Paradise for anglers
Ever since my parents seriously considered a move to the Cocos Keeling Islands for work 35 years ago I’ve always wanted to fish at the remote Australian territory.So when Denmark’s Tony Rechichi last year suggested we organise a group to visit Cocos as a way of doing an ‘overseas’ fishing trip during the Covid-19 pandemic I had no hesitation in committing.
Located almost 3000km north-west of Perth, Cocos can be reached by an easy four-hour flight and we had no problems quickly putting together a group of seven keen anglers looking for some tropical sportfishing action.
Our accommodation was the Castle on West Island, a well-appointed house owned for many years by former Australian Test captain Kim Hughes.
Having never been to Cocos before, I wasn’t quite sure what to expect and over the years I’d heard many different reports on the fishing there, ranging from outstanding to disappointing.
The more research I did though, the more excited I got as a number of people raved about the fishing at Cocos, and especially the fly fishing on the flats for the ghosts of the flats – bonefish.
I’d heard bonefish were a bit scarce at Cocos, but upon speaking to several Cocos regulars, including a couple that write for Western Angler, it seemed that this wasn’t necessarily true.
Upon our arrival, we settled into our digs and had our gear ready pretty quickly, so we were ready for a fish that afternoon.
The tides were seemingly unsuitable for the bonefish on the flats, as the water level was dropping, but full of raw enthusiasm we took a drive in the hire car to the bottom of West Island for a look.
When we reach the south-eastern tip I got out for a look and immediately spied three bonefish tailing in the shallows right in front of the car.
That was all the encouragement we needed and we were on the water in minutes, with bonefish virgin Glenn Edwards wading out and catching his first bone with his very first cast!
It ended up being an excellent session, with plenty of fish caught and the average size impressive.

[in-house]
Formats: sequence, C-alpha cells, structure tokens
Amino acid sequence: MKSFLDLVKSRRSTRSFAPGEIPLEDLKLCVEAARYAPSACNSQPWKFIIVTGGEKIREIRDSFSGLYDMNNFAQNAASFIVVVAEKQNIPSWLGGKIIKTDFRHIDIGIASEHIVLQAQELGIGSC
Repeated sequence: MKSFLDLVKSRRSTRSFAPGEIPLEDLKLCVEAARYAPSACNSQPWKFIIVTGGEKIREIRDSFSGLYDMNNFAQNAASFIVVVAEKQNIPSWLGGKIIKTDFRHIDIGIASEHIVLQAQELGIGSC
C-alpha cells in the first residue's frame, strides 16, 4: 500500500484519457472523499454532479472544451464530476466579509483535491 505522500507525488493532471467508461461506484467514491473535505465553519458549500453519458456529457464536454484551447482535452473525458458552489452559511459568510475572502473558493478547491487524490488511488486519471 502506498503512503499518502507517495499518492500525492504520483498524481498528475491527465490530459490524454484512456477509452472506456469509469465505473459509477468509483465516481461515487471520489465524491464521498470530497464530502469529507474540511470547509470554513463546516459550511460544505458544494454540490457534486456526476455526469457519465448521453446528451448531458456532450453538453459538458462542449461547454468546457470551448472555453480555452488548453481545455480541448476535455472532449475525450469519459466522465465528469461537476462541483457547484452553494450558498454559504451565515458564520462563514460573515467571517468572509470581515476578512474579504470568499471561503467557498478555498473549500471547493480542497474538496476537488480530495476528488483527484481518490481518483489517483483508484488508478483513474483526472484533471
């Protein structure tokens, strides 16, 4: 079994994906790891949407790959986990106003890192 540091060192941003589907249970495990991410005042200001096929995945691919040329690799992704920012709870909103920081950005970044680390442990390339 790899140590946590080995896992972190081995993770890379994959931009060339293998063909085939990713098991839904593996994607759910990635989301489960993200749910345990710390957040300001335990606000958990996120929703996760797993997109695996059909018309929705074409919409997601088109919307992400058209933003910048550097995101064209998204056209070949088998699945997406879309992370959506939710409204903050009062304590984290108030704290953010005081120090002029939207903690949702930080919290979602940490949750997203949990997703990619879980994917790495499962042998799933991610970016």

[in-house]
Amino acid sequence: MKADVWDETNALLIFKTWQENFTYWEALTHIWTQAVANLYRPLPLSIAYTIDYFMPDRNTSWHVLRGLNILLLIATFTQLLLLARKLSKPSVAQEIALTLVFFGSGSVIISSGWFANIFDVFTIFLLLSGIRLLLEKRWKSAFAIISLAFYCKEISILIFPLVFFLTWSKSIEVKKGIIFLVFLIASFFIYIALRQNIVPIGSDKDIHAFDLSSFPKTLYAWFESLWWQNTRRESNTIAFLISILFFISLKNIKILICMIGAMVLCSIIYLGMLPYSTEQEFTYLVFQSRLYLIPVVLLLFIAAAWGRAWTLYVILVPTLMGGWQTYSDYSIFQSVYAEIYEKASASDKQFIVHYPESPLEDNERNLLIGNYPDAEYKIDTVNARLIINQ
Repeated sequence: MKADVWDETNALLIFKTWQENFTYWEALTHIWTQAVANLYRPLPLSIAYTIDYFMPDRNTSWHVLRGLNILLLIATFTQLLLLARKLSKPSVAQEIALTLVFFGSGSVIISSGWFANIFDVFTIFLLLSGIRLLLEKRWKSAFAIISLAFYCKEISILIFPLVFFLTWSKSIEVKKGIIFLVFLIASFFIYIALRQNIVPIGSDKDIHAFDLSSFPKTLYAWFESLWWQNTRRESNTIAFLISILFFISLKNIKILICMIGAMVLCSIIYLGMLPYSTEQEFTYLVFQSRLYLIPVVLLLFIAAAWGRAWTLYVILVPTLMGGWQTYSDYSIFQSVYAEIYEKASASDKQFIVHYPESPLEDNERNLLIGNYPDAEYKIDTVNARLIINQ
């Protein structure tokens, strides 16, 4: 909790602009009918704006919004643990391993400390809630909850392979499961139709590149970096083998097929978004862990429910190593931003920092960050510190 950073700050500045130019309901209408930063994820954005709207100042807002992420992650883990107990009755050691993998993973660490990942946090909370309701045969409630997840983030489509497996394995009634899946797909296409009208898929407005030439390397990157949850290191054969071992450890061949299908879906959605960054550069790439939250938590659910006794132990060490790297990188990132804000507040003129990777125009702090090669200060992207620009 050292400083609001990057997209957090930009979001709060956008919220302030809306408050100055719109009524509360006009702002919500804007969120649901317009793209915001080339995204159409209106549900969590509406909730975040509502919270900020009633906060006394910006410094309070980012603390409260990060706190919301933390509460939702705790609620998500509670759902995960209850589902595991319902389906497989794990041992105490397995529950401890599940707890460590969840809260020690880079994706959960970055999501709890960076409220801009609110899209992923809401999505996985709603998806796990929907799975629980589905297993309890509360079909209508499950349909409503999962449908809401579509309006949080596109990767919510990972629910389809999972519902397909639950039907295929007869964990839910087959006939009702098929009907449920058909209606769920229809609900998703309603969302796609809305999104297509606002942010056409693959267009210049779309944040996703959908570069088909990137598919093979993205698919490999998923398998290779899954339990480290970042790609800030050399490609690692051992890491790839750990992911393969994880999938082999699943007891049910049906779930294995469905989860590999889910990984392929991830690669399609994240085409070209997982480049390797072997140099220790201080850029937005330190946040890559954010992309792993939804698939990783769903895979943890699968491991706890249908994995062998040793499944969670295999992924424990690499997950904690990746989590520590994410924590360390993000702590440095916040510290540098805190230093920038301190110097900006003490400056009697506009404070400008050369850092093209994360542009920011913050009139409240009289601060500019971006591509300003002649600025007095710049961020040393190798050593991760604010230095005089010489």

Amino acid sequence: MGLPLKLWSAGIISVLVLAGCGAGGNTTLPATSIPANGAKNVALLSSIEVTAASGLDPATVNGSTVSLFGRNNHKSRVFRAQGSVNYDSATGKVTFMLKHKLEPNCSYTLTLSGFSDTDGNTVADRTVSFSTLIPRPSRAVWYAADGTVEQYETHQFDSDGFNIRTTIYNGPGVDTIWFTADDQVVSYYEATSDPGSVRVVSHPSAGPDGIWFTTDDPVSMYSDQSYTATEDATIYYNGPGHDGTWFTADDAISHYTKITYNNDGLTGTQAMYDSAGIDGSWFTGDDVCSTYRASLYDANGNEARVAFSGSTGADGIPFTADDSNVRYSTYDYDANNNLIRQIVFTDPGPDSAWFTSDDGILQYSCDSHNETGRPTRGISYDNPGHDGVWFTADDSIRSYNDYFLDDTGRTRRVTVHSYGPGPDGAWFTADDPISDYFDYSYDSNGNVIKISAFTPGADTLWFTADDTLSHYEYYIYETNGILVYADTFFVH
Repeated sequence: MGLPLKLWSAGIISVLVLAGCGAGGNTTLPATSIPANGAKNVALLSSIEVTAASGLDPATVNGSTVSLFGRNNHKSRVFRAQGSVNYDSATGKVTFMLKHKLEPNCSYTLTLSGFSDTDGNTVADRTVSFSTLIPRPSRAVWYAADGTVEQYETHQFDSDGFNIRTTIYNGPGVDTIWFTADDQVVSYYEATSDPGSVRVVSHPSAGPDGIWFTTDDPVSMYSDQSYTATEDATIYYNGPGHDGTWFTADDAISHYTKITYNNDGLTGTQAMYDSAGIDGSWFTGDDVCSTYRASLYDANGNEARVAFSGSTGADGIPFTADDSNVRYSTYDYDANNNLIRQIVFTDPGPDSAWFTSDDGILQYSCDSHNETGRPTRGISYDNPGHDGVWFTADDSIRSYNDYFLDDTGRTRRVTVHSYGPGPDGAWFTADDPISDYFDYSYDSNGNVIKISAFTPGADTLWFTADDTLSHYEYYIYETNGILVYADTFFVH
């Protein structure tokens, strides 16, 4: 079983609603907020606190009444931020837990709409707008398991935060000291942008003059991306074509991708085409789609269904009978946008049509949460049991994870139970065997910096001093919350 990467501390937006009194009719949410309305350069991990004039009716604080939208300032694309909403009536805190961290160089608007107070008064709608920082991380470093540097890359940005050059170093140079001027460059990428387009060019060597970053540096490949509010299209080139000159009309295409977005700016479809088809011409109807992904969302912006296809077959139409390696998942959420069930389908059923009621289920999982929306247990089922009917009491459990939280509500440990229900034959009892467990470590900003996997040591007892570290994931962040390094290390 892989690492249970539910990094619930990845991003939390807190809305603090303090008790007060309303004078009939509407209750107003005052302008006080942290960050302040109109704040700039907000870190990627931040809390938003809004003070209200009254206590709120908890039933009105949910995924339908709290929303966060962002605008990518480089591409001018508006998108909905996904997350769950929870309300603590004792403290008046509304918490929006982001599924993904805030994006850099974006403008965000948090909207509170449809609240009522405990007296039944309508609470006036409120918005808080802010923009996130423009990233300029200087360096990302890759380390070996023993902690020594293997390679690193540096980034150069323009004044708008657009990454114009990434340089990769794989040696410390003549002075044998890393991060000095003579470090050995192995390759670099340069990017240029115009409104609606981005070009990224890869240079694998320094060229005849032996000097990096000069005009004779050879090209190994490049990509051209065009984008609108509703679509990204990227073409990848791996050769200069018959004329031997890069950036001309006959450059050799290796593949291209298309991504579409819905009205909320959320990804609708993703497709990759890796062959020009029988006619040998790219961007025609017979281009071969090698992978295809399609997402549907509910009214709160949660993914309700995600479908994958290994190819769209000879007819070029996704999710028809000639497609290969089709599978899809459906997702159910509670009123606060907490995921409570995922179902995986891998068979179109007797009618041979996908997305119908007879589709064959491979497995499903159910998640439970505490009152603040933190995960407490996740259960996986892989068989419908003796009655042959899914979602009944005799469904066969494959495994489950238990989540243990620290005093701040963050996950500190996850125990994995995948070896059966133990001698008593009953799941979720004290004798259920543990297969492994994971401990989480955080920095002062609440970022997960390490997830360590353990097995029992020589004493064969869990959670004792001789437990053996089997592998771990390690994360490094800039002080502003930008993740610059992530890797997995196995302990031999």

Having fished Kiritimati in the Pacific twice, regarded by many as the most prolific bonefish destination in the world, I had been expecting low numbers of fish but in better sizes than at Kiritimati.
What we found were surprisingly high numbers of bonefish, but definitely a better class of fish overall.
We got fish to 76cm during the week and had some amazingly productive days, catching them on both fly and spin gear.
Most days we got loads of fish, culminating in the penultimate day being spent wading a crystal clear flat in idyllic conditions and catching crazy numbers of fish.
Conditions were so good we could watch bonefish cruise up, inhale our flies, and even watch their jaws moving as they taste tested our offerings.
We got fish both in the lagoon and along the reef edge, also spending a day with the guides at Chasing Tails on the other side of the atoll (there are 27 islands).
Having wanted to get there for so many years, Cocos certainly didn’t disappoint.
We found bluewater fishing tougher, but I did manage a good dogtooth tuna with Cocos Islands Sportfishing and got a nice giant trevally on the flats.
It’s a beautiful spot that I’d recommend for a fishing trip or family holiday, with some lovely swimming beaches where lush coconut palms give way to pure white sand which in turn concedes to gin clear water, with great snorkelling and diving, plus some excellent surfing and kite surfing opportunities.
The pace of life at Cocos is slow, right up until a bonefish tears across the flats on the end of your fly line and you realise that this really is paradise for anglers.
Caption: Glenn Edwards with a solid Cocos Islands bonefish.